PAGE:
World Bank approves $700 million for Rohingya, host community in Bangladesh


The World Bank’s board has approved two projects involving $700 million to provide basic services and build disaster and social resilience for both the host communities and the displaced Rohingya population in Bangladesh.

“Long-term planning and sustainable solutions have become critical, while also addressing short-term, urgent needs,” said Abdoulaye Seck, World Bank country director for Bangladesh and Bhutan, in a press release.

The Inclusive Services and Opportunities for Host Community and Displaced Rohingya Population (ISO) Project and the Host and Rohingya Enhancement of Lives Project (HELP) will together provide support to the Bangladeshi host communities and the Rohingya people. The interventions supporting the Rohingya population will be financed by the World Bank as grants under the IDA20 Window for Host Communities and Refugees.

The ISO Project will build on active investments in livelihoods and essential health, nutrition, family planning, gender-based violence response and prevention services for at least 980,000 people in the Rohingya and host communities. The project will prioritise investment in human capital development, with the aim to support the education of 300,000 Rohingya children under the age of 12.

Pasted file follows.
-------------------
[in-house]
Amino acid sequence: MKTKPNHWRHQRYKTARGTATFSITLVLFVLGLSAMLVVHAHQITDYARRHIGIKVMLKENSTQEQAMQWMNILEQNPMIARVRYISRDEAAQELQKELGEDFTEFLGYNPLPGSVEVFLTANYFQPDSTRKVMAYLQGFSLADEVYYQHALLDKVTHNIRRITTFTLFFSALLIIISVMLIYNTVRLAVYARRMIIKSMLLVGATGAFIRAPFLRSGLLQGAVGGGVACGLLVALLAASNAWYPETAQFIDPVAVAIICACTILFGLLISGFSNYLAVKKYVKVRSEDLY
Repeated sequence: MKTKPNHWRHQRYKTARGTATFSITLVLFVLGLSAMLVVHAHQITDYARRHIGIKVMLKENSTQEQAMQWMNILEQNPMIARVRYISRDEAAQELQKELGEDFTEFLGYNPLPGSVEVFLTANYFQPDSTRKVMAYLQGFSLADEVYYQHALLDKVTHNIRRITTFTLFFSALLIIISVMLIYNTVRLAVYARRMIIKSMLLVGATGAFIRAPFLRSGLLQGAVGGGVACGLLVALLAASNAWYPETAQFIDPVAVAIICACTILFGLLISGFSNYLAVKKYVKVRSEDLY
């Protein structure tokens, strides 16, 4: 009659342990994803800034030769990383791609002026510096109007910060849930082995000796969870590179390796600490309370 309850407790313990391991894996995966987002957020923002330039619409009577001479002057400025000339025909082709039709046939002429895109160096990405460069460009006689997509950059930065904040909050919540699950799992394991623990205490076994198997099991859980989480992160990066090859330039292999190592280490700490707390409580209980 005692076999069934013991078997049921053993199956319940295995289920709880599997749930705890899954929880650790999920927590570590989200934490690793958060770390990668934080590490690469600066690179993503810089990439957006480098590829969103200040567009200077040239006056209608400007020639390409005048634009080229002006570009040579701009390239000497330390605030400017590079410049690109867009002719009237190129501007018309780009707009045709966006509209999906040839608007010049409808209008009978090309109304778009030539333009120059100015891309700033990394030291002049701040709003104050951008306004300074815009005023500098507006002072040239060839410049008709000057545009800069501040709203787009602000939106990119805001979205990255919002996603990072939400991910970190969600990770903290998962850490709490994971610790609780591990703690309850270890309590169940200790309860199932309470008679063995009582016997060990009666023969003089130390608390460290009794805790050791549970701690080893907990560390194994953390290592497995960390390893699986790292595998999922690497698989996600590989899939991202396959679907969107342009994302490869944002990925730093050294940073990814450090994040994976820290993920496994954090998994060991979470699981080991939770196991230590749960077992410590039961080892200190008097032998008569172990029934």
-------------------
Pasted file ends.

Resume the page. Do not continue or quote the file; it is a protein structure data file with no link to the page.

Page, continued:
“The ISO Project will support vulnerable households in both communities to invest, protect, and use their human capital,” said S Amer Ahmed, World Bank task team leader for the ISO Project.

The HELP Project will improve access to basic services and enhance the resilience of at least 645,000 people in the Rohingya and host communities. Project activities will encompass urgently needed investments in water, sanitation, and hygiene; climate resilient roads; renewable energy; and multi-purpose disaster shelters.

“Disaster and climate resilience are ever more critical as the crisis became protracted,” said Swarna Kazi, World Bank Task Team Leader for HELP.

The two projects follow the World Bank’s support of a $590 million grant since the onset of the crisis and are underpinned by the lessons learned through these earlier interventions.

The global lender has committed more than $40 billion in grants and interest-free credits to Bangladesh since its independence.

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